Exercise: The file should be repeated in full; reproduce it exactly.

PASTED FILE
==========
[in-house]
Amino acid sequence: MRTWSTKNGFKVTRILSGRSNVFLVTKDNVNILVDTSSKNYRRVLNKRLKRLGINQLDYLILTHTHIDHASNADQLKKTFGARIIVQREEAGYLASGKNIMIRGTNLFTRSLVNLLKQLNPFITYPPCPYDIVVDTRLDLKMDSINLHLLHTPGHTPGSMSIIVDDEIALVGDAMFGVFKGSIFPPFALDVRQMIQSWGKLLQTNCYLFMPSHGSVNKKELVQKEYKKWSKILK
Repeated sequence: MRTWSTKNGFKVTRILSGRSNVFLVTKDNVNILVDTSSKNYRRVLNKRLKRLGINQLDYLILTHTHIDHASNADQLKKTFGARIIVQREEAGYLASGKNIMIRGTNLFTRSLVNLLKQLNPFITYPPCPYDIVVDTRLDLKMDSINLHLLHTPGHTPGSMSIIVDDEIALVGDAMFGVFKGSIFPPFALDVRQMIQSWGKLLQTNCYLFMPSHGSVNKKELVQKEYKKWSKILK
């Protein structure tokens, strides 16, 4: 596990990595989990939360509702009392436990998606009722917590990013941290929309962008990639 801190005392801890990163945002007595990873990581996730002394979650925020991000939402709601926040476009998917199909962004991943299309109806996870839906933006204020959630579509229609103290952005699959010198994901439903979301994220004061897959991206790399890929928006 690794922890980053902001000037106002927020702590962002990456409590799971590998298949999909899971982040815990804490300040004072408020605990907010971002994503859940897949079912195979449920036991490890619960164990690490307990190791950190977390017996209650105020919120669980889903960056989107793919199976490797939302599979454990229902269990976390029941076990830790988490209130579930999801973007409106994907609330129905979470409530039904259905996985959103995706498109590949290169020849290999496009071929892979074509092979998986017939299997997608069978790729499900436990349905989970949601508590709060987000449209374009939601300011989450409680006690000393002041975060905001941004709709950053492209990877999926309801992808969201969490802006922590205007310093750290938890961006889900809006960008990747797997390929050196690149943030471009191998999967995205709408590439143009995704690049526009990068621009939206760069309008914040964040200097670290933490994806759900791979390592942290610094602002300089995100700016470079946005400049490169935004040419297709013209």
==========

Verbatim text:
[in-house]
Amino acid sequence: MRTWSTKNGFKVTRILSGRSNVFLVTKDNVNILVDTSSKNYRRVLNKRLKRLGINQLDYLILTHTHIDHASNADQLKKTFGARIIVQREEAGYLASGKNIMIRGTNLFTRSLVNLLKQLNPFITYPPCPYDIVVDTRLDLKMDSINLHLLHTPGHTPGSMSIIVDDEIALVGDAMFGVFKGSIFPPFALDVRQMIQSWGKLLQTNCYLFMPSHGSVNKKELVQKEYKKWSKILK
Repeated sequence: MRTWSTKNGFKVTRILSGRSNVFLVTKDNVNILVDTSSKNYRRVLNKRLKRLGINQLDYLILTHTHIDHASNADQLKKTFGARIIVQREEAGYLASGKNIMIRGTNLFTRSLVNLLKQLNPFITYPPCPYDIVVDTRLDLKMDSINLHLLHTPGHTPGSMSIIVDDEIALVGDAMFGVFKGSIFPPFALDVRQMIQSWGKLLQTNCYLFMPSHGSVNKKELVQKEYKKWSKILK
């Protein structure tokens, strides 16, 4: 596990990595989990939360509702009392436990998606009722917590990013941290929309962008990639 801190005392801890990163945002007595990873990581996730002394979650925020991000939402709601926040476009998917199909962004991943299309109806996870839906933006204020959630579509229609103290952005699959010198994901439903979301994220004061897959991206790399890929928006 690794922890980053902001000037106002927020702590962002990456409590799971590998298949999909899971982040815990804490300040004072408020605990907010971002994503859940897949079912195979449920036991490890619960164990690490307990190791950190977390017996209650105020919120669980889903960056989107793919199976490797939302599979454990229902269990976390029941076990830790988490209130579930999801973007409106994907609330129905979470409530039904259905996985959103995706498109590949290169020849290999496009071929892979074509092979998986017939299997997608069978790729499900436990349905989970949601508590709060987000449209374009939601300011989450409680006690000393002041975060905001941004709709950053492209990877999926309801992808969201969490802006922590205007310093750290938890961006889900809006960008990747797997390929050196690149943030471009191998999967995205709408590439143009995704690049526009990068621009939206760069309008914040964040200097670290933490994806759900791979390592942290610094602002300089995100700016470079946005400049490169935004040419297709013209």